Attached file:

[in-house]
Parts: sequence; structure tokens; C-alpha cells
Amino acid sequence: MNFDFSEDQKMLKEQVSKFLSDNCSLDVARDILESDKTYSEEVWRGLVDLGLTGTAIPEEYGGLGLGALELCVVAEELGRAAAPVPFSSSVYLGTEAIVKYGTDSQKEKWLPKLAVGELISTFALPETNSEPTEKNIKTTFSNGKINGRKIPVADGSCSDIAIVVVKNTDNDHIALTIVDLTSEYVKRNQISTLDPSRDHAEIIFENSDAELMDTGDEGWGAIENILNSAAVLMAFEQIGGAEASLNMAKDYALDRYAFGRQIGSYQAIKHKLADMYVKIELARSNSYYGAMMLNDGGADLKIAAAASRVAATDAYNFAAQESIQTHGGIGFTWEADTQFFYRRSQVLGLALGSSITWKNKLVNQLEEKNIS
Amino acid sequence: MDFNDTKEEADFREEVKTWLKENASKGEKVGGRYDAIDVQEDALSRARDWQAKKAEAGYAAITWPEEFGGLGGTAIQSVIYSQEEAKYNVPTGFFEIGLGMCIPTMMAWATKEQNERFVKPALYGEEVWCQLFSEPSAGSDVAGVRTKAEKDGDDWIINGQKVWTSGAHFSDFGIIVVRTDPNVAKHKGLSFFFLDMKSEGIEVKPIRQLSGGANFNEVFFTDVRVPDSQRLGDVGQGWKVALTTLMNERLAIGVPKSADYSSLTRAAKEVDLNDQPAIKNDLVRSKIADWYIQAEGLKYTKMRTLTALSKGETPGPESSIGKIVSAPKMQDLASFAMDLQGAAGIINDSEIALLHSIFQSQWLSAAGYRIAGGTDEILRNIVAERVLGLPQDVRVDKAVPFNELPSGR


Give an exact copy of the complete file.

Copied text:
[in-house]
Parts: sequence; structure tokens; C-alpha cells
Amino acid sequence: MNFDFSEDQKMLKEQVSKFLSDNCSLDVARDILESDKTYSEEVWRGLVDLGLTGTAIPEEYGGLGLGALELCVVAEELGRAAAPVPFSSSVYLGTEAIVKYGTDSQKEKWLPKLAVGELISTFALPETNSEPTEKNIKTTFSNGKINGRKIPVADGSCSDIAIVVVKNTDNDHIALTIVDLTSEYVKRNQISTLDPSRDHAEIIFENSDAELMDTGDEGWGAIENILNSAAVLMAFEQIGGAEASLNMAKDYALDRYAFGRQIGSYQAIKHKLADMYVKIELARSNSYYGAMMLNDGGADLKIAAAASRVAATDAYNFAAQESIQTHGGIGFTWEADTQFFYRRSQVLGLALGSSITWKNKLVNQLEEKNIS
Amino acid sequence: MDFNDTKEEADFREEVKTWLKENASKGEKVGGRYDAIDVQEDALSRARDWQAKKAEAGYAAITWPEEFGGLGGTAIQSVIYSQEEAKYNVPTGFFEIGLGMCIPTMMAWATKEQNERFVKPALYGEEVWCQLFSEPSAGSDVAGVRTKAEKDGDDWIINGQKVWTSGAHFSDFGIIVVRTDPNVAKHKGLSFFFLDMKSEGIEVKPIRQLSGGANFNEVFFTDVRVPDSQRLGDVGQGWKVALTTLMNERLAIGVPKSADYSSLTRAAKEVDLNDQPAIKNDLVRSKIADWYIQAEGLKYTKMRTLTALSKGETPGPESSIGKIVSAPKMQDLASFAMDLQGAAGIINDSEIALLHSIFQSQWLSAAGYRIAGGTDEILRNIVAERVLGLPQDVRVDKAVPFNELPSGR